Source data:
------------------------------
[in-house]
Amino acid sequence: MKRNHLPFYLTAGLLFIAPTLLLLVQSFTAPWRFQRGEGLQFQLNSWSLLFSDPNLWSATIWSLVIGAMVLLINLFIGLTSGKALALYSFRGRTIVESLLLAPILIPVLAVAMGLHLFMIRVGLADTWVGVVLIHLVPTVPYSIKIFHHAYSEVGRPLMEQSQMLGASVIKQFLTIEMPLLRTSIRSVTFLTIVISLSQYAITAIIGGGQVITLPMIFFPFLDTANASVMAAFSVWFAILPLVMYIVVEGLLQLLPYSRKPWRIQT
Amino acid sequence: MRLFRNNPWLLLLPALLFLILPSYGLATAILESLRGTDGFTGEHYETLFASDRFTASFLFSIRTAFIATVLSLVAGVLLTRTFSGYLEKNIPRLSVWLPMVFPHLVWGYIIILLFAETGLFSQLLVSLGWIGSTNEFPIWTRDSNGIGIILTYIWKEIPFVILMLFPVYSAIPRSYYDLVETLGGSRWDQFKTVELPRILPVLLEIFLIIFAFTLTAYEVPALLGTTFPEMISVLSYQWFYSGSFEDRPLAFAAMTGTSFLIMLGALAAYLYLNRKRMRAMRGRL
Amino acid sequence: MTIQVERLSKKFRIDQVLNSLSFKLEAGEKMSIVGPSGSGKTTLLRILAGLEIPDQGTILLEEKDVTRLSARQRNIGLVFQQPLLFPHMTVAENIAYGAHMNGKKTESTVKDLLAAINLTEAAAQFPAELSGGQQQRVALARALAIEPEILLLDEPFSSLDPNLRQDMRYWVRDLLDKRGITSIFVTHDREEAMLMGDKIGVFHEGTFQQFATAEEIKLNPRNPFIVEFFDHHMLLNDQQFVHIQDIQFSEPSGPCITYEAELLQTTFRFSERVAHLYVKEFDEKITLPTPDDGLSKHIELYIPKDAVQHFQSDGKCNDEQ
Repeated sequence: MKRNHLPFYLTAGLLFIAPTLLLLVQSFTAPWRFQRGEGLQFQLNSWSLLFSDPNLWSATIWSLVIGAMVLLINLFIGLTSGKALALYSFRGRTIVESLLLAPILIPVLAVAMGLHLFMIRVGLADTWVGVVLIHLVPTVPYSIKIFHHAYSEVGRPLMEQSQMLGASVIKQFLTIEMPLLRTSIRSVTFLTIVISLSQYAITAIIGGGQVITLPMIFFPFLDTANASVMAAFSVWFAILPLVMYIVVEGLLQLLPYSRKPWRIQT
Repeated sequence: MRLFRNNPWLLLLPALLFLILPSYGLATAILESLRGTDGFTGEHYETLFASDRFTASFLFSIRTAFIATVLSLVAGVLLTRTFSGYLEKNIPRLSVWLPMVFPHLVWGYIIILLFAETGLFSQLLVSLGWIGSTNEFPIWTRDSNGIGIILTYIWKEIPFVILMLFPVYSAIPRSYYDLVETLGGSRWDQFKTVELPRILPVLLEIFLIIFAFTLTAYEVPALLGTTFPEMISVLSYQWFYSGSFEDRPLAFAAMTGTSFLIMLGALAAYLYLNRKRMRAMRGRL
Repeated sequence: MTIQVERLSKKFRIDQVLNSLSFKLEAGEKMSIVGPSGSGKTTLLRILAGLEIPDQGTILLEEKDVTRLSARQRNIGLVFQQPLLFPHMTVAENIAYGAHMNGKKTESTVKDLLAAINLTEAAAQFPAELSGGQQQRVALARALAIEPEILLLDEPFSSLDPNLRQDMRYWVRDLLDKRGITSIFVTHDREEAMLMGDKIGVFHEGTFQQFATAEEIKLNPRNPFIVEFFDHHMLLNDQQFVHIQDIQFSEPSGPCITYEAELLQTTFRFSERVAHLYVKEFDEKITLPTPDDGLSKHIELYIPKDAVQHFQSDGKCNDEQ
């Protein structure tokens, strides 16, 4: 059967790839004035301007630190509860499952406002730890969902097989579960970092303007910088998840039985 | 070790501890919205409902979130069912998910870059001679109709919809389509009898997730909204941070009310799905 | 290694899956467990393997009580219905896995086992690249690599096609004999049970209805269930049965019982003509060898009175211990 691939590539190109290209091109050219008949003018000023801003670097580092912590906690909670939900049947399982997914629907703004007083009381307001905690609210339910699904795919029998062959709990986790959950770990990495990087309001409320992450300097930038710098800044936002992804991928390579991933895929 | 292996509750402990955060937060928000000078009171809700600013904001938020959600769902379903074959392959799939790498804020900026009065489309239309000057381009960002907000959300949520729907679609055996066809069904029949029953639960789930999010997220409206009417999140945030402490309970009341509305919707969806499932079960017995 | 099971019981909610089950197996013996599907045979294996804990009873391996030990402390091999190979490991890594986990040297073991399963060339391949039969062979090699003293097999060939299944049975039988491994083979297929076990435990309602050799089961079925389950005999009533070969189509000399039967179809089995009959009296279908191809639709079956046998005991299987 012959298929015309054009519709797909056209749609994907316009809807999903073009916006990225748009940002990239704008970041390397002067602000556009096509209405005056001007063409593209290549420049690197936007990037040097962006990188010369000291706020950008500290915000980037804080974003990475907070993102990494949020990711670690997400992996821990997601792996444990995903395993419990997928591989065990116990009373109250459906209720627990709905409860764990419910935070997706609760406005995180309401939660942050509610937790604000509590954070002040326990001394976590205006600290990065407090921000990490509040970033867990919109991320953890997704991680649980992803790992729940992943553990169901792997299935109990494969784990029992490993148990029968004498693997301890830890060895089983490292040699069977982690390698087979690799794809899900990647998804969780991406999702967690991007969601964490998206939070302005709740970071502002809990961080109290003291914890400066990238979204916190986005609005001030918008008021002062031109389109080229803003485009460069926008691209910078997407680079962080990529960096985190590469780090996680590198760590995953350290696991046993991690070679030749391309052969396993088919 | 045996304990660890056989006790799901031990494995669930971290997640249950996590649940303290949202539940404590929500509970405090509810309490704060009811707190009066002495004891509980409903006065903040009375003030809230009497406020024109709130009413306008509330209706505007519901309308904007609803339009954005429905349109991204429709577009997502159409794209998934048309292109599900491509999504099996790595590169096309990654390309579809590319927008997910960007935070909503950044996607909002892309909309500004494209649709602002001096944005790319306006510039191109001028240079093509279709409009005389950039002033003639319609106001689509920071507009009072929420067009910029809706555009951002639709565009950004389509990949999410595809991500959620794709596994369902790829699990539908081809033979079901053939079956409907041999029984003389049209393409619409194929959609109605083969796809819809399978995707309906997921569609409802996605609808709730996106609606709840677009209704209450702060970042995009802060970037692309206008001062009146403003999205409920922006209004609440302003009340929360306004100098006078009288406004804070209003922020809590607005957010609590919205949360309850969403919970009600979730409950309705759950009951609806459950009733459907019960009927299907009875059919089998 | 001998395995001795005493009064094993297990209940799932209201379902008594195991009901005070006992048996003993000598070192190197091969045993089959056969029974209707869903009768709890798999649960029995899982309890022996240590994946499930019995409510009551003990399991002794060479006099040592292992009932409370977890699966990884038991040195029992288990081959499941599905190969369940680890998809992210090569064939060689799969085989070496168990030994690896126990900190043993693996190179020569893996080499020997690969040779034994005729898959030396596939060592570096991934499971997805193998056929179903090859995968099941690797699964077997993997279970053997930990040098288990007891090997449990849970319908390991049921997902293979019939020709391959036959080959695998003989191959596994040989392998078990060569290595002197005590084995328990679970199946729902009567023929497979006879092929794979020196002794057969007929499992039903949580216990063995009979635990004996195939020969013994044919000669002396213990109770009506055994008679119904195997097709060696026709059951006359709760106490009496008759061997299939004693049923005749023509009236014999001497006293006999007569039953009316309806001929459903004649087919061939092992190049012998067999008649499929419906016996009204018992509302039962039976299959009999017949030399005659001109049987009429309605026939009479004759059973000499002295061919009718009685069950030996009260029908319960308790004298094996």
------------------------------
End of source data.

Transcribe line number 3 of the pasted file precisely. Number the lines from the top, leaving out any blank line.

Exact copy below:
Amino acid sequence: MRLFRNNPWLLLLPALLFLILPSYGLATAILESLRGTDGFTGEHYETLFASDRFTASFLFSIRTAFIATVLSLVAGVLLTRTFSGYLEKNIPRLSVWLPMVFPHLVWGYIIILLFAETGLFSQLLVSLGWIGSTNEFPIWTRDSNGIGIILTYIWKEIPFVILMLFPVYSAIPRSYYDLVETLGGSRWDQFKTVELPRILPVLLEIFLIIFAFTLTAYEVPALLGTTFPEMISVLSYQWFYSGSFEDRPLAFAAMTGTSFLIMLGALAAYLYLNRKRMRAMRGRL